The Poems of Ossian, Volume 1

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J. D. Dewick, 1803 - Bards and bardism
 

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The authenticity of Macpherson’s collection was already controversially judged, when it came, translated in several European languages, to the continent. The author was said having written the poems ... Read full review

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Page 131 - In thoughts from the visions of the night, when deep sleep falleth on men, fear came upon me, and trembling, which made all my bones to shake. Then a spirit passed before my face ; the hair of my flesh stood up.
Page 191 - Tom? whom the foul fiend hath led through fire and through flame, through ford and whirlpool, o'er bog and quagmire; that hath laid knives under his pillow, and halters in his pew; set ratsbane by his...
Page 277 - O thou that rollest above, round as the shield of my fathers! Whence are thy beams, O sun! thy everlasting light? Thou comest forth, in thy awful beauty; the stars hide themselves in the sky; the moon, cold and pale, sinks in the western wave.
Page 262 - Two stones half sunk in the ground, shew their heads of moss. The deer of the mountain avoids the place, for he beholds a dim ghost standing there.
Page 249 - He lifted high his shadowy spear! He bent forward his dreadful height. Fingal, advancing, drew his sword; the blade of dark-brown Luno.* The gleaming path of the steel winds through the gloomy ghost. The form fell shapeless into air, like a column of smoke, which the staff of the boy disturbs, as it rises from the half-extinguished furnace.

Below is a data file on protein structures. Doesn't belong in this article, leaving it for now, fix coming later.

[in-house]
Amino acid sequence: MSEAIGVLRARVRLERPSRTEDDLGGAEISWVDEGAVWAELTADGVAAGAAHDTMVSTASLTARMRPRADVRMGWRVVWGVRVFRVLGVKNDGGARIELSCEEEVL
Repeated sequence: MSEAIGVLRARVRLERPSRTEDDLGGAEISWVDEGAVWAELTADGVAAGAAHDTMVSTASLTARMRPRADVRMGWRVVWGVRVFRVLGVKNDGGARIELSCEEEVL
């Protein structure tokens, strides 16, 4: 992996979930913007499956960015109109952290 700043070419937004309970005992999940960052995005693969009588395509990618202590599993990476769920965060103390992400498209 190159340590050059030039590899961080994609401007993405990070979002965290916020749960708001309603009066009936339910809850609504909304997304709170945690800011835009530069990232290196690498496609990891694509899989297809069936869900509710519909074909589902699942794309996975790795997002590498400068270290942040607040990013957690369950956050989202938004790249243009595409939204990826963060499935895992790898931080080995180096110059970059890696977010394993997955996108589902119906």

Page 182 - I was a lovely tree in thy presence, Oscar, with all my branches round me : but thy death came like a blast from the desert, and laid my green head low : the spring returned with its showers, but no leaf of mine arose.
Page 267 - Why dost thou build the hall, Son of the winged days ? Thou lookest from thy towers to-day; Yet a few years, and the blast of the desert comes ; It howls in thy empty court, And whistles round thy half-worn shield.
Page 177 - Helmets are cleft on high ; blood bursts, and smokes around. As the troubled noise of the ocean when roll the waves on high ; as the last peal of the thunder of heaven ; such is the noise of battle.
Page 201 - Roll on, ye dark-brown years; ye bring no joy on your course! Let the tomb open to Ossian; for his strength has failed. The sons of song are gone to rest. My voice remains, like a blast, that roars, lonely, on a sea-surrounded rock, after the winds are laid.
Page 157 - Clutha was removed from its place " by the fall of the walls. The thistle shook there its " lonely head : The moss whistled to the wind. The " fox looked out from the windows; the rank grass " of the wall waved round his head. Desolate is the " dwelling of Moina; silence is in the house of her

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